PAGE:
- While some of us are more genetically predisposed to be a morning person vs. a night owl, it is possible to train yourself one way or the other.
- We're counting down 6 science-backed steps to building the habit, so you can take back your morning.
Being a morning person versus a night owl isn’t just a relatable cultural phenomenon—believe it or not, our DNA actually predisposes us one way or the other (1). The good news? Even if you consider yourself unfit for social interaction before your second cup of coffee (thanks for the cranky genes, mom and dad!), research actually tells us that there’s a buffer zone for training yourself to be more of a morning lark.
Now, let's be clear about one thing: If you historically can't relate to being a morning person, then you're not going to become an early bird overnight. Like any good habit, it takes a lot of practice, patience, and figuring out what works best for you. But a great place to start is knowing what science tells us about taking charge of your morning.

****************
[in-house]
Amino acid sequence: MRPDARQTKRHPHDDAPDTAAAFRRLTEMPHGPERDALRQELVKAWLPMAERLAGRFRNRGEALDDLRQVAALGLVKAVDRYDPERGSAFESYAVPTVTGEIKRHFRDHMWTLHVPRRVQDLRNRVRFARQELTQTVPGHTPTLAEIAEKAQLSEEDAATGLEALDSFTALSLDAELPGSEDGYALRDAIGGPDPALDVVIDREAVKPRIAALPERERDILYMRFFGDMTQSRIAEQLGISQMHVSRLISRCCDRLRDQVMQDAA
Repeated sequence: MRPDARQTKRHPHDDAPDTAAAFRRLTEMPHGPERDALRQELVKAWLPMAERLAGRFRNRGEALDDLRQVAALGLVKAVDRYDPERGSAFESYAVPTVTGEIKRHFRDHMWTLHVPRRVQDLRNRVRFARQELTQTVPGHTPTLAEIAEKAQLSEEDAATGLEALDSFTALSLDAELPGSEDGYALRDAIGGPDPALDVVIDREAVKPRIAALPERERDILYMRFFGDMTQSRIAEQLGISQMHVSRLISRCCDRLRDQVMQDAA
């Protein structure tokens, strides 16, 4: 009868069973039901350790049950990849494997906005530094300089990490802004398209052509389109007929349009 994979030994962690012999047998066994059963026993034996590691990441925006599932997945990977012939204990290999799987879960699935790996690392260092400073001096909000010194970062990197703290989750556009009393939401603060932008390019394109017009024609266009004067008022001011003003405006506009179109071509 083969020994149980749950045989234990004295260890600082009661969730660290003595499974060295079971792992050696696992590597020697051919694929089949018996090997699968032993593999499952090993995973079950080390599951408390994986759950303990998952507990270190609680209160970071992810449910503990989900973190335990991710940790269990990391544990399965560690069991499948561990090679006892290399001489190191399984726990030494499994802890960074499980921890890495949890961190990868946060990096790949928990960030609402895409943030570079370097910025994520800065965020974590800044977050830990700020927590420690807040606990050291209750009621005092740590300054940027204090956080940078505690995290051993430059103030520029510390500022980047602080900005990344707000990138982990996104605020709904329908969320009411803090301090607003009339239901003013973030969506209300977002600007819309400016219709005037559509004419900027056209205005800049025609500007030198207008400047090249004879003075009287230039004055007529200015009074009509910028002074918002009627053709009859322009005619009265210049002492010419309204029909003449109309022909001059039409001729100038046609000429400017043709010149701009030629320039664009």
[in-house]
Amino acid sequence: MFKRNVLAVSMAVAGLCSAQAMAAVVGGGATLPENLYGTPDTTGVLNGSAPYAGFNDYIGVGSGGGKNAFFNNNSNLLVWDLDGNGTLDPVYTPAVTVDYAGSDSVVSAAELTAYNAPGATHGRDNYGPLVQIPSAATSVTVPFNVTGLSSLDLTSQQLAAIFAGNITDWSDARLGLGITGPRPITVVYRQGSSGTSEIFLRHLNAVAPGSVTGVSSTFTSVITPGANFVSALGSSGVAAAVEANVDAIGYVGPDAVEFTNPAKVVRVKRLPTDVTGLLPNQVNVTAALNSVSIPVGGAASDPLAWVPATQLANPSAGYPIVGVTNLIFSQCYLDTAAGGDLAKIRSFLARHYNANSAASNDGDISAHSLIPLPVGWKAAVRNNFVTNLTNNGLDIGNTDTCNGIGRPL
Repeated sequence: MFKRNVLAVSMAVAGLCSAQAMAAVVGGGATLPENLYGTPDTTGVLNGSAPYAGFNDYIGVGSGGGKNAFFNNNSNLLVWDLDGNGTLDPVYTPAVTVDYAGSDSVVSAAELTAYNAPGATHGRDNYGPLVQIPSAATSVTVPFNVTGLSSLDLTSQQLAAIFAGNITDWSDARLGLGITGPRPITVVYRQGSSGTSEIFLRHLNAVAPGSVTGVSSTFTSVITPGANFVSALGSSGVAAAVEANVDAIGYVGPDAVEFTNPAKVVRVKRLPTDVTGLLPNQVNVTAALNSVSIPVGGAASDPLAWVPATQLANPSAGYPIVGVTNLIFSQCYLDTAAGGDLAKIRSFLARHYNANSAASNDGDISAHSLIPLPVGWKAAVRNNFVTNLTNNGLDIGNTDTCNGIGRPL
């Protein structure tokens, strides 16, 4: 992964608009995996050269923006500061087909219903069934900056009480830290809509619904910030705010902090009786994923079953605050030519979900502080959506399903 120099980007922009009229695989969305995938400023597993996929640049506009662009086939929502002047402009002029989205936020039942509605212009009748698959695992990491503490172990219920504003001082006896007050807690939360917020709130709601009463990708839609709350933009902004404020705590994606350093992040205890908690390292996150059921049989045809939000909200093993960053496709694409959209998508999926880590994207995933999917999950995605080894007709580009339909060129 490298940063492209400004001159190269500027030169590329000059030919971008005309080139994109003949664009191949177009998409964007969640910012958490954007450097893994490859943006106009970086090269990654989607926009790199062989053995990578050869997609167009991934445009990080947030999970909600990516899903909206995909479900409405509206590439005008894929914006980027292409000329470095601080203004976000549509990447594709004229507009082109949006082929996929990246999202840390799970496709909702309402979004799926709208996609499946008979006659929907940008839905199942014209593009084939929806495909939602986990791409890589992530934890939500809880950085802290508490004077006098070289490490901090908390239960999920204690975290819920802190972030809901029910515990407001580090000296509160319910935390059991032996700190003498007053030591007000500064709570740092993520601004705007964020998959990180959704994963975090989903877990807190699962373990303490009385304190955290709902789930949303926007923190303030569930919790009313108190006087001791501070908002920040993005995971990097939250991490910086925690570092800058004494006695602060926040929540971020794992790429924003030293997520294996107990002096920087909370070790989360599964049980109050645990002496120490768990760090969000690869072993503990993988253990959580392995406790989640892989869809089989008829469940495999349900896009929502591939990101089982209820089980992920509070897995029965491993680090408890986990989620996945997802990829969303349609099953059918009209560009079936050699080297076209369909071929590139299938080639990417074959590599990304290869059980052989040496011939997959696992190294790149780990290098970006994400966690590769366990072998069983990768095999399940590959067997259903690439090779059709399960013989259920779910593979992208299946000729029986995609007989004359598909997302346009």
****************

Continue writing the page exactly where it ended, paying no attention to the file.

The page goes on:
Be consistent about your sleep cycle.
The key to a good night’s sleep (and in turn, a smooth wakeup call) isn’t just cozy linens, a noise machine and a dark room—it’s all about your circadian rhythm, which can best be described as your body’s internal clock. Basically, it’s the way your body responds to different cues to regulate sleep and wakefulness. Light is a major cue, which is why we tend to feel sleepy when it’s dark and more alert when the sun streams through our windows.
But research shows that one of the best things you can do to regulate your sleep cycle is to make sure it’s consistent—that is, trying to go to bed at the same time every night and waking up at the same time every morning. (Pro tip: Your wake up time should ideally be 7-8 hours after your sleep time—because this is all kind of irrelevant if you're not getting enough sleep to begin with.)
Some experts recommend allowing natural light into your bedroom, which is another instinctual clue for your body to wake up. Either way, by training your body’s circadian rhythm into habit, with time, you’ll find yourself getting tired at the same time every night, and feeling more alert as soon as your alarm goes off. And yes, you should be doing this on weekends as well.